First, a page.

The Rock Pit - Hard rock, Metal and Blues Interviews, news & reviews from Australia and around the world

The Rock Pit - Hard rock, Metal and Blues Interviews, news & reviews from Australia and around the world

Living colour – The Chair In The Doorway

 

 

The Chair In The Doorway, Living Colour’s first album since Collide0scope 6 years ago signals a return to form for this anachronism of a band. An all black rock band is rare in itself, and L.C. never shied away from singing about oppression and struggle, racism and inner city woes. Mind you, they also sang about Glamour Boys and being Bi – so it wasn’t all po-faced preaching.

Musically the band are back to their melodic best, with a seriously solid rhythm section in Will Calhoun and Doug Wimbish, and Vernon Reid is at his virtuosic best making sounds with his guitar not heard this side of Rage Against The Machine. Corey Glover’s voice is in great form also, mellifluous and melodic here, abrasive and anarchistic there.

But more than all that, we’re interested in the SONGS, and TCITD is chock full of them.

Opener Burned Bridges maybe references the band’s breakup in the heady days of their original success, equating that craziness to literal madness – “Can’t shut my ears off to the sound of my own screams, no matter how I try I can’t escape my dreams”. It’s a great song and features some of L.C.’s trademark thoughtful lyrics and a mental solo from Reid.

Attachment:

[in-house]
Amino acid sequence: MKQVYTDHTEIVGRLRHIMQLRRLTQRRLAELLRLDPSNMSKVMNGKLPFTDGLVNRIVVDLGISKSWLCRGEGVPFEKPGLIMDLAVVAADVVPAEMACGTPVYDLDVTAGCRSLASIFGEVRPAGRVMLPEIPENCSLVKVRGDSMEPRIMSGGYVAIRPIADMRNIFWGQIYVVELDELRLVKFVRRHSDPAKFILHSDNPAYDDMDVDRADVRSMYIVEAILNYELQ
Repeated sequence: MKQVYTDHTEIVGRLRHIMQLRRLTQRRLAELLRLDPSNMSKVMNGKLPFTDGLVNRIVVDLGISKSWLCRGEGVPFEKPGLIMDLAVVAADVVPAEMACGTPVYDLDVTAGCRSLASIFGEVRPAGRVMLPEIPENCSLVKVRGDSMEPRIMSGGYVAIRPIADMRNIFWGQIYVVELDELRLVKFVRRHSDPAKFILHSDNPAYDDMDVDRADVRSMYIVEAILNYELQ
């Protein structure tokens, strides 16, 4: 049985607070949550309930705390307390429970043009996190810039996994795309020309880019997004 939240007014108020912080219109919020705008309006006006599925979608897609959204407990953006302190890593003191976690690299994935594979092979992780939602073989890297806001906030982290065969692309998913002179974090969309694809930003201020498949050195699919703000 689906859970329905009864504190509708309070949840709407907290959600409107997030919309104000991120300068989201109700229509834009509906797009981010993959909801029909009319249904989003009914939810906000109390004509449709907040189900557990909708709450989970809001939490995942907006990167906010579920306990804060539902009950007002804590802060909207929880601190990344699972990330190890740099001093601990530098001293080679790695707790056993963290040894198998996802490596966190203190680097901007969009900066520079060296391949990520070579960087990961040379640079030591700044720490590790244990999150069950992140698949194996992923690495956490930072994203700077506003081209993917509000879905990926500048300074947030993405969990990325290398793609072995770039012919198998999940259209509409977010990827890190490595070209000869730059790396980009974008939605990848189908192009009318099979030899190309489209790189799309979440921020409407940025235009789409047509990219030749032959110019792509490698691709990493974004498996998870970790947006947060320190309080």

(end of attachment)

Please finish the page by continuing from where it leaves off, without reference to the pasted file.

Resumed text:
Decadance talks about “the ugliness of beauty” and “the access of excess” – once again reminding the listener that the band were never one for vacuous cock-rock lyrics. Young Man is about being lost and alone, another recurring theme for this band. Behind The Sun shows Glover’s skill at finding hidden beauty, and Bless Those (Little Annie’s Prayer) features a strong and playful blues lick from Reid.

Out Of My Mind’s chorus features the lyric “Wanted to be a king, cos I want everything, now I’ve got nothing. Thought I had control, I found I lost my soul” – another song that could easily be taken as referencing the band’s 90’s success and subsequent implosion.

Bonus track Asshole is another great number with a driving riff and clever lyrics (“I had a dream, it was talking to me, it said ‘you’re an asshole’”) and a memorably strong melody and histrionic solo – in short, it’s everything you want from a Living Colour song, and it summarises this album well. Get it, it’s a great record.

Shane